The city of Boise has issued orders that would require the owners of two collapsing houses in the Boise Foothills to demolish the structures at their own expense.
The houses are located on Alto Via Court just south of Table Rock Road in the Terra Nativa subdivision. For the past year and several months, a slowly moving landslide beneath them has caused worsening damage. What were once small cracks have turned into huge crevices.
One of the homes the city wants to demolish is the northernmost of a handful of buildings that have sustained damage from the moving ground. It appears to be sitting on top of a fault line between the landslide area and more stable ground next to it. Its walls and concrete surfaces are breaking apart.
The other home is located on the southern end of the row of damaged properties. Its damage appears less extreme than at the house north of it, though still significant.
All of the people who lived in the Alto Via homes have moved out because the homes weren’t safe.
The families that own the homes slated for demolition will fight the city’s demolition orders in court, said Eric Rossman, who owns an abandoned house on Alto Via, but not the ones in question. The owners of five homes on Alto Via Court have sued the city, saying its experts should have told them the land in the Alto Via area was unstable before the homes were built.
“The city’s the one that created this mess,” Rossman said Tuesday. “They should be the ones tearing them down.”
Rossman also said he’s worried that tearing down the damaged houses will destroy evidence relevant to the court case.
The city is just worried about people falling into the crevices or suffering injury because they’re inside the homes and debris falls on them, city spokesman Mike Journee said.
“Trying to rescue someone from one of those holes would also put first responders in extraordinary danger,” Journee said.
Vandals have periodically targeted the falling homes. On Sunday, police arrested two men for trespassing in the area. The city is considering putting up fences to keep people out of the Alto Via area, Journee said.
It’s unclear how much demolition of the houses would cost.
“Just like any dangerous building, it comes back to the property owner’s responsibility to provide for that safety,” Journee said.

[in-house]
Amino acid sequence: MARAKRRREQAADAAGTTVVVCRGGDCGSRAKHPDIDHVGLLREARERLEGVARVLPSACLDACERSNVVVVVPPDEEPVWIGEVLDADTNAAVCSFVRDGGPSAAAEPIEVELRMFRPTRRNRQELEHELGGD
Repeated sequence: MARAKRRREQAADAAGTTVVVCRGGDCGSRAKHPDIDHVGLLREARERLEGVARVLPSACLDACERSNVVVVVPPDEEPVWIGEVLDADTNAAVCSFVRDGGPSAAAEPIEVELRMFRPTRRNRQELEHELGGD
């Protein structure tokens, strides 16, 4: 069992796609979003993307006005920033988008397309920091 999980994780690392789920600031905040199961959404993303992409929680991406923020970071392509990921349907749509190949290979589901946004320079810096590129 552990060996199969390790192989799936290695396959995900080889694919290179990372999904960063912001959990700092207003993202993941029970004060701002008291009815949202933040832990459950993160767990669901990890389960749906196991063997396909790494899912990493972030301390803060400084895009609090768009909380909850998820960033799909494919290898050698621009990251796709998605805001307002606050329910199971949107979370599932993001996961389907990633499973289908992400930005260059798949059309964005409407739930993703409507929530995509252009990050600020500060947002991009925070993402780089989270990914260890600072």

THE LONG, SLOW SLIDE
Evidence of the landslide that chased Rossman and his neighbors out of their homes started appearing in early 2016.
None of these properties was insured against landslides because most homeowner policies have ground-movement exemptions. So the people who lived there were caught owing huge mortgage payments on places that suddenly were uninhabitable.
Those families, including the Rossmans, are plaintiffs in at least two lawsuits. One suit names the project’s developers, the city of Boise, several engineering firms and their employees, the homeowners association and a real estate firm as defendants.
The second suit is against the Ada County Highway District, which controls public roads throughout the county. According to this lawsuit, the highway district failed to require the developers to obtain geological and geotechnical assessments for the roads and associated infrastructure, such as drainage systems.
The lawsuits could take years to settle. Meanwhile, homeowners are trying to renegotiate the mortgages on the ruined homes. Some of the former residents have bought new places, but others are renting, Rossman said.
The disaster in Terra Nativa has given some purchasers pause about buying or building in the Foothills, real estate agents say. It’s also pushed them to encourage buyers to get landslide insurance.
The Terra Nativa experience also has prompted Foothills development foes to seize on the news to reinforce their arguments.